Coleman A. Dennehy Why did Coleman love this book?

In many ways this book is perhaps the culmination of Elton's considerable published output on parliament, and one where he vociferously defends his outlook on the early Elizabethan English parliament. It is notable that he does spend some time attacking his previous mentor and supervisor, Sir John Neale, in a way that some readers may find more harsh than necessary. Nevertheless, when discussing parliament, the 'puritan choir', and what Elton terms the 'myth of an opposition,' he is producing parliamentary history of the highest order with an insight and writing style that makes for a book that would be difficult to surpass. Like Richardson & Sayles above, Elton's passion for this topic is clearly evident. Like all other authors in this list, he takes what might seem like a mundane topic to the uninformed and uninitiated, and brings it very much to life.  

By G. R. Elton,

Why should I read it?

1 author picked The Parliament of England, 1559–1581 as one of their favorite books, and they share why you should read it.

What is this book about?

This is a comprehensive account of the parliament of early modern England at work, written by the leading authority on sixteenth-century English, constitutional and political history. Professor Elton explains how parliament dealt with bills and acts, discusses the many various matters that came to notice there, and investigates its role in political matters. In the process he proves that the prevailing doctrine, developed by the work of Sir John Neale, is wrong, that parliament did not acquire a major role in politics; that the notion of a consistent, body of puritan agitators in opposition to the government is mere fiction…


Book cover of Bloodline (Star Wars)

Erin Macdonald Author Of The Science of Sci-Fi: From Warp Speed to Interstellar Travel

From my list on beloved sci-fi universes.

Why am I passionate about this?

With a background in theoretical astrophysics and a life-long passion for science fiction, I am now lucky enough to have a dream job of working in one of my favorite sci-fi worlds: Star Trek. This role as science advisor for the franchise has bridged my career between hard science and fictional writing. Like many fans, I am one who simply wants to walk, live, and breathe in these fictional worlds that bring us so much joy. I always look for new ways to immerse myself, be it episode or movie rewatches, extended universe shows, comics, video games, and yes, books!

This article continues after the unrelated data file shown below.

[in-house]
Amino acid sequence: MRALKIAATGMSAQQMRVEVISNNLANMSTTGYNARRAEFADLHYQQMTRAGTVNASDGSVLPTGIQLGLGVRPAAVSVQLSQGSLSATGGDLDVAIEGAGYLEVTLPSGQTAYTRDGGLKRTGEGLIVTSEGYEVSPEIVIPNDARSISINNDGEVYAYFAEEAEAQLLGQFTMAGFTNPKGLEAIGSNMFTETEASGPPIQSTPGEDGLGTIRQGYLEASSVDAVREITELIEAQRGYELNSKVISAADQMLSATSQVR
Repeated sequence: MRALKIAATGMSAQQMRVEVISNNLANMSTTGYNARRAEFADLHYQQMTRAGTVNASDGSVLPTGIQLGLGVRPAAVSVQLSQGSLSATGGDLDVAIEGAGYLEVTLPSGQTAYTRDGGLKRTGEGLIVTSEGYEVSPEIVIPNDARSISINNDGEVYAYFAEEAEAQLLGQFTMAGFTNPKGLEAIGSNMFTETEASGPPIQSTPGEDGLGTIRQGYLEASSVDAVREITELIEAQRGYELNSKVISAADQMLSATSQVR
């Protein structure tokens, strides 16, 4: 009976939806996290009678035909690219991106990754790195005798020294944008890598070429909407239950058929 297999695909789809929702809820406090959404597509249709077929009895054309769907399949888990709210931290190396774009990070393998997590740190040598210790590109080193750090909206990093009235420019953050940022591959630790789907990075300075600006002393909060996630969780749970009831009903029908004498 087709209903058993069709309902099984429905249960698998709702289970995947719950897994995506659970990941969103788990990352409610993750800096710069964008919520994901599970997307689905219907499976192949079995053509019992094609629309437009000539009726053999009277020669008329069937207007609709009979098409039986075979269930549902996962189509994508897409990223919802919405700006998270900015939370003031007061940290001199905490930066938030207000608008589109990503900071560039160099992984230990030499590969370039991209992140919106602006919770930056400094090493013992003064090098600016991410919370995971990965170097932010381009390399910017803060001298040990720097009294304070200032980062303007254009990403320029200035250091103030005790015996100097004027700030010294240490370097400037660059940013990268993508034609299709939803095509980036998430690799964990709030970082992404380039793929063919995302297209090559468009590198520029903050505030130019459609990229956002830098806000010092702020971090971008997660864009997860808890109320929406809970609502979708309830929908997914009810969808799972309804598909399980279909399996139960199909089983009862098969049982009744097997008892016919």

Erin's book list on beloved sci-fi universes

Erin Macdonald Why did Erin love this book?

Leia Organa has always been my favorite character from the Star Wars universe; she’s strong, capable, and witty while being a great leader but acknowledging vulnerability. Bloodline by Claudia Grey perfectly captures the untold times in the years between Return of the Jedi and The Force Awakens and Leia’s work as a senator, fending off threats to the Republic. A combination of both political intrigue and action, anyone wanting to learn more about Leia’s life and decisions should definitely pick up this book.

By Claudia Gray,

Why should I read it?

1 author picked Bloodline (Star Wars) as one of their favorite books, and they share why you should read it.

What is this book about?

The Sunday Times Bestseller

WITNESS THE BIRTH OF THE RESISTANCE

When the Rebellion defeated the Empire in the skies above Endor, Leia Organa believed it was the beginning to a lasting peace. But after decades of vicious infighting and partisan gridlock in the New Republic Senate, that hope seems like a distant memory.

Now a respected senator, Leia must grapple with the dangers that threaten to cripple the fledgling democracy-from both within and without. Underworld kingpins, treacherous politicians, and Imperial loyalists are sowing chaos in the galaxy. Desperate to take action, senators are calling for the election of a First…